Washington: President Trump won a series of key battlegrounds early on Wednesday morning, including Florida, Ohio and Iowa, as Joseph Biden expressed confidence he would ultimately prevail in a series of key Northern states and Arizona as the presidential contest turned into a state-by-state slog that could drag deeper into the week.
“We believe we are on track to win this election,” Biden said in a brief speech less than an hour ago, saying he was “optimistic” about the outcome once all the votes were counted.
No states had yet flipped from their 2016 results as of 1am, but several key states had huge portions of ballots still to be counted.
So far, Trump was holding off Biden in two Southern states that the former vice president had hoped to snatch back from the Republican column: Georgia and North Carolina. These were not must-win states for Biden, but he spent heavily in both states and visited them in the final stretch of the campaign.
Georgia has not gone Democratic since 1992. But while Trump held a narrow lead, much of the remaining vote to be counted appeared to be in the greater Atlanta area, where Biden performed strongest.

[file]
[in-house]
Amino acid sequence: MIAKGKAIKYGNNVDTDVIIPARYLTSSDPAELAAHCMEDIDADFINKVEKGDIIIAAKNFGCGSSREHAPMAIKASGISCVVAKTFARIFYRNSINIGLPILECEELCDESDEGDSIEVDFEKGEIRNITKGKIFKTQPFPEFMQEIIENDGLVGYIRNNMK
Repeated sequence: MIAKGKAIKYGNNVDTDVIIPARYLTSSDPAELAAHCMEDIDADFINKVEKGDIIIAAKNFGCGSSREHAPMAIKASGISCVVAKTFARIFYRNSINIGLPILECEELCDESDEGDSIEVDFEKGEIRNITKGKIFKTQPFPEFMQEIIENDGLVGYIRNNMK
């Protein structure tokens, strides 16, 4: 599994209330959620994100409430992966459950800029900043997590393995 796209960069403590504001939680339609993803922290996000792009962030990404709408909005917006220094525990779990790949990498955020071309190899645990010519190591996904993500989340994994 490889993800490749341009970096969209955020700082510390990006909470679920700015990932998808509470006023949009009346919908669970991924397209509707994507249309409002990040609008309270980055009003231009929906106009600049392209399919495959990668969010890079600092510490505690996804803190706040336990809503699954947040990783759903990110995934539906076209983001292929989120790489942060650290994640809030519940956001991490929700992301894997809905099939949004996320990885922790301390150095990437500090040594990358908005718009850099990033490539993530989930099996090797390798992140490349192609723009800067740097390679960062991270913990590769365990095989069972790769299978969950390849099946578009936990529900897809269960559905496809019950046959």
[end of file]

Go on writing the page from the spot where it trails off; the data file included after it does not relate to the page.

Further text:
Shortly after Biden spoke, Trump responded on Twitter, misleadingly saying he was “up big” and claiming without evidence that “they are trying to STEAL the election.” Twitter immediately marked it as content that was “disputed and might be misleading.”
The most encouraging sign on the map for Biden was in Arizona, where he was leading in a state that Trump won in 2016. He won New Hampshire and Minnesota, two states that Hillary Clinton had only narrowly carried four years ago and that Trump had once hoped to flip in 2020.
“We’re going to win this,” Biden said, urging “patience.”
Biden lost Texas, a long-shot hope that some Democrats invested in late in hopes of earning a landslide repudiation of Trump that did not arrive.
In a briefing for donors on Tuesday night, Biden campaign officials acknowledged underperforming among Cuban-Americans in the Miami area, but saw positive signs with their strength in some suburbs in Ohio that they said could be predictive across the Midwest, according to two people familiar with the matter.
Campaign officials signaled that Biden’s team was preparing to wait for votes to be counted in three Northern battlegrounds that Trump carried in 2016 — Pennsylvania, Michigan and Wisconsin — where it still feels bullish.
North Carolina and Arizona could still be called relatively quickly, but vote-counting in Michigan and Wisconsin is not expected to be completed on Tuesday. And Pennsylvania won’t start counting its early votes until tomorrow; that could draw on through the end of the week.